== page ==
21 year old photographer/artist from New Jersey, currently studying in Massachusetts

All work I post here is mine unless stated otherwise.

Preview of a painting I started last night! I’ll also be posting some finished pieces within the next few days :)

Preview of a painting I started last night! I’ll also be posting some finished pieces within the next few days :)

Little doodle I did today in my studio :)

Little doodle I did today in my studio :)

september 21, 2014

today’s humidity fogged up my lens and gave UMass an eerie glow

Roxy Paine: Denuded Lens

nypop-art:

The word ‘denude’ means to strip something of its covering, or to make something bare. When first walking into Roxy Paine’s solo exhibition Denuded Lens at the Marianne Boesky Gallery, one can definitely feel a sense that something has been uncovered. Within the gallery there are three rooms of realistically rendered woodwork that will make even the craftiest of carpenters do a double take. During the time that I visited the exhibition there was a large tour already filling the gallery space. It was difficult to hear what exactly their tour guide was projecting across the room, but it provoked the gallery owner to step out and provide a bit more information on the new series.

She made it very clear that Paine had no help from outside professional carpenters, and I was already hooked.

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It was as if Paine had magically adopted the Midas touch, and instead of turning everything to gold, turned actual machines and forms of technology into wood. When observing these creations, the viewer initially feels a certain amount of shock. I, for one, was speechless. The transformation and rendering was so realistic, it seemed a bit uncanny. Paine clearly presented that not only is he an ambitious sculptor, but he also enjoys playing mind tricks with his viewers through the amount of detail and precision he crafts.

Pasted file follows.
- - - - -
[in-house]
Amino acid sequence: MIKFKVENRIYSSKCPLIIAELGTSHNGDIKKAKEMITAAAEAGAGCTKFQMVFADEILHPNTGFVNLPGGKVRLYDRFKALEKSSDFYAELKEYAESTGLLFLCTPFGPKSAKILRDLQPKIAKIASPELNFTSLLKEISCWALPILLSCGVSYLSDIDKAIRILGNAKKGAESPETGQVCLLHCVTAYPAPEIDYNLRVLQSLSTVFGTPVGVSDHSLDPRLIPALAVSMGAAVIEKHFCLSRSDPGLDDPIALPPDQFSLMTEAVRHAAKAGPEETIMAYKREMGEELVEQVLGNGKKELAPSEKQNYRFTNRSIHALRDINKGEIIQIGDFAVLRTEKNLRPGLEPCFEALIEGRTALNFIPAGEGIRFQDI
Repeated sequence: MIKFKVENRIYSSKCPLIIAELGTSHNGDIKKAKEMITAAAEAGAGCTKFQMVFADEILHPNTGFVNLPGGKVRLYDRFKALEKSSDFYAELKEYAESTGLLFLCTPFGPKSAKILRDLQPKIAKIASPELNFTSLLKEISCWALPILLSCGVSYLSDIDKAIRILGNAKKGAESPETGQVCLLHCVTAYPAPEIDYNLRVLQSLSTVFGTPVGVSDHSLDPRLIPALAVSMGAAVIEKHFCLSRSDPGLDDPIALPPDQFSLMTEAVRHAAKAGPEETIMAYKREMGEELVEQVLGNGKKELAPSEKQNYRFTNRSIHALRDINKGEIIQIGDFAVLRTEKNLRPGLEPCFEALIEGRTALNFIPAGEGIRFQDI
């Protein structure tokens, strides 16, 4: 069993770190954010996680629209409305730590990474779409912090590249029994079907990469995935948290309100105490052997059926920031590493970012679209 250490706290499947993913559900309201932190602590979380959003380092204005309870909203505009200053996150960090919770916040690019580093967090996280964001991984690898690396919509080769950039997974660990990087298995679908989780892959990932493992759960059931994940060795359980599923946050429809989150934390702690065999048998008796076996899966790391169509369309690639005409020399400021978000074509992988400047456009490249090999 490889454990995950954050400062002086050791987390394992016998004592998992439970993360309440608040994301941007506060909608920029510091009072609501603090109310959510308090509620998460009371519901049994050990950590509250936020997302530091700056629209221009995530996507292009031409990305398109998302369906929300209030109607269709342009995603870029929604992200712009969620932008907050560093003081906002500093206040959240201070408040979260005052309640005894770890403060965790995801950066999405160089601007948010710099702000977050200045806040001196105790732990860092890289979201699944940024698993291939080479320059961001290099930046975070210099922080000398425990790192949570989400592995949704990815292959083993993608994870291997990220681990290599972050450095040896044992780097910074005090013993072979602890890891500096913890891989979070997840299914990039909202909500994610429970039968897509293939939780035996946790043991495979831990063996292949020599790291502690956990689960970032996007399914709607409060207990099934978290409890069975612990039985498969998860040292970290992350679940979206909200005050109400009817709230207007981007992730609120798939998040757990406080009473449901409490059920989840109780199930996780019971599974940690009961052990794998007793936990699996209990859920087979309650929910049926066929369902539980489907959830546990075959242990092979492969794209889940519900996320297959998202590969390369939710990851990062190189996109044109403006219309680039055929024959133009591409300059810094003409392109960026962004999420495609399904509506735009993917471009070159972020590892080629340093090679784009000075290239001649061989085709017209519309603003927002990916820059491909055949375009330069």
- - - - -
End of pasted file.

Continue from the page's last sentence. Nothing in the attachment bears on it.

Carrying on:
When I entered the second room in the back of the gallery I immediately realized I was witnessing the main attraction. The piece titled Checkpoint is an outstanding wooden replica of an airport security gateway, conveyer belts and all. The longer I viewed the wooden model, the more perplexed I became. The perspective was skewed so that the wooden carvings were actually altered in size and flattened in a way that made them appear further than they really were. At the correct angle, the whole piece is fantastically believable, even though it’s only 15 feet deep.

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Conceptually, these pieces hint at surveillance, and the dominance that machinery plays in our society. The industrial content portrayed through organic material creates an interesting aesthetic and an intangible paradox. Artificial meets natural, but the main question is what does it all mean? There is no function to these wooden structures, so is he hinting that underneath the machinery and high tech equipment there’s a void of reason?

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Overall, I must say that I enjoyed the exhibition as a whole. The phenomenally intricate detail of Paine’s woodwork is a marvel to experience in person, and the translation of wood into industrial familiarities is technical masterpiece.

- Juliette Sandleitner || 9.19.14

Check out what I had to say about the new Roxy Paine exhibition in Chelsea!

Took a break from schoolwork to go stargazing tonight, and boy was I NOT disappointed. This was a 30 second long exposure.

Took a break from schoolwork to go stargazing tonight, and boy was I NOT disappointed. This was a 30 second long exposure.

first signs of fall at UMass :)

just a few more shots from my class trip to the new york academy of art this past weekend

september 2014

the lower east side, manhattan

september 2014